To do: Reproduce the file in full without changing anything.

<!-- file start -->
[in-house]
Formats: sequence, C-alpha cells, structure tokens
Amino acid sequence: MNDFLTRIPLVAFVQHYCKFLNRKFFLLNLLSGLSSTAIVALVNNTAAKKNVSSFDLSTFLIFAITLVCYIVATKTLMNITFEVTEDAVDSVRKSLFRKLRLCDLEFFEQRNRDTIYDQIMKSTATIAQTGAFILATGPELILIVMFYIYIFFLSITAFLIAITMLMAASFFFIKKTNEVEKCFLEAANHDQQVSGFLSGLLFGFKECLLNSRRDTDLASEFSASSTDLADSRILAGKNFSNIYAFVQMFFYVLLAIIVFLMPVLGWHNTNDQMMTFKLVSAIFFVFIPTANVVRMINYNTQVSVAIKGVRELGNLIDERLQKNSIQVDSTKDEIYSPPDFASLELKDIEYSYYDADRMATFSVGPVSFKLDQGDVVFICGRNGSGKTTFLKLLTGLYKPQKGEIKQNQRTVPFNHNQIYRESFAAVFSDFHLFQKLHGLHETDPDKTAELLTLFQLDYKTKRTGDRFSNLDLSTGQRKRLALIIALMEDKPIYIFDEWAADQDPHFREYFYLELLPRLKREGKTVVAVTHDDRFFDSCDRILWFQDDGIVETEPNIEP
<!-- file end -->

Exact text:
[in-house]
Formats: sequence, C-alpha cells, structure tokens
Amino acid sequence: MNDFLTRIPLVAFVQHYCKFLNRKFFLLNLLSGLSSTAIVALVNNTAAKKNVSSFDLSTFLIFAITLVCYIVATKTLMNITFEVTEDAVDSVRKSLFRKLRLCDLEFFEQRNRDTIYDQIMKSTATIAQTGAFILATGPELILIVMFYIYIFFLSITAFLIAITMLMAASFFFIKKTNEVEKCFLEAANHDQQVSGFLSGLLFGFKECLLNSRRDTDLASEFSASSTDLADSRILAGKNFSNIYAFVQMFFYVLLAIIVFLMPVLGWHNTNDQMMTFKLVSAIFFVFIPTANVVRMINYNTQVSVAIKGVRELGNLIDERLQKNSIQVDSTKDEIYSPPDFASLELKDIEYSYYDADRMATFSVGPVSFKLDQGDVVFICGRNGSGKTTFLKLLTGLYKPQKGEIKQNQRTVPFNHNQIYRESFAAVFSDFHLFQKLHGLHETDPDKTAELLTLFQLDYKTKRTGDRFSNLDLSTGQRKRLALIIALMEDKPIYIFDEWAADQDPHFREYFYLELLPRLKREGKTVVAVTHDDRFFDSCDRILWFQDDGIVETEPNIEP